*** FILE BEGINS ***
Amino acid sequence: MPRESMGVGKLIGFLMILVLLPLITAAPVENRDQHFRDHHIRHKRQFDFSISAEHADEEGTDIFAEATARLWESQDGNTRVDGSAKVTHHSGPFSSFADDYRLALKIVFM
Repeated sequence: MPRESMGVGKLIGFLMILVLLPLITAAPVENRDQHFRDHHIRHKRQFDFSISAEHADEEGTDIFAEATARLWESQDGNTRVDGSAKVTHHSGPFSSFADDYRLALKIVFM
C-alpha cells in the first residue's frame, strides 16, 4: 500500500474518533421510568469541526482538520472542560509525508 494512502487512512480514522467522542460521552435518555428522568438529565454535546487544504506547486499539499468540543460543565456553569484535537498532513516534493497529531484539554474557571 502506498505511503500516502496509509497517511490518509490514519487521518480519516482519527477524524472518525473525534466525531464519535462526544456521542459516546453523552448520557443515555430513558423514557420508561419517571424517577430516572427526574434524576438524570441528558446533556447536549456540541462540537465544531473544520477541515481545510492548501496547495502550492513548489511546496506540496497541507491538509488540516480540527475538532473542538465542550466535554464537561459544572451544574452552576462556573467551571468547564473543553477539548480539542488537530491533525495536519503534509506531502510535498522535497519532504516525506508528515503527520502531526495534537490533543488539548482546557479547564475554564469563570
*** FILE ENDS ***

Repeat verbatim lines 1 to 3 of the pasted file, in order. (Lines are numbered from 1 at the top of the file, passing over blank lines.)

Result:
Amino acid sequence: MPRESMGVGKLIGFLMILVLLPLITAAPVENRDQHFRDHHIRHKRQFDFSISAEHADEEGTDIFAEATARLWESQDGNTRVDGSAKVTHHSGPFSSFADDYRLALKIVFM
Repeated sequence: MPRESMGVGKLIGFLMILVLLPLITAAPVENRDQHFRDHHIRHKRQFDFSISAEHADEEGTDIFAEATARLWESQDGNTRVDGSAKVTHHSGPFSSFADDYRLALKIVFM
C-alpha cells in the first residue's frame, strides 16, 4: 500500500474518533421510568469541526482538520472542560509525508 494512502487512512480514522467522542460521552435518555428522568438529565454535546487544504506547486499539499468540543460543565456553569484535537498532513516534493497529531484539554474557571 502506498505511503500516502496509509497517511490518509490514519487521518480519516482519527477524524472518525473525534466525531464519535462526544456521542459516546453523552448520557443515555430513558423514557420508561419517571424517577430516572427526574434524576438524570441528558446533556447536549456540541462540537465544531473544520477541515481545510492548501496547495502550492513548489511546496506540496497541507491538509488540516480540527475538532473542538465542550466535554464537561459544572451544574452552576462556573467551571468547564473543553477539548480539542488537530491533525495536519503534509506531502510535498522535497519532504516525506508528515503527520502531526495534537490533543488539548482546557479547564475554564469563570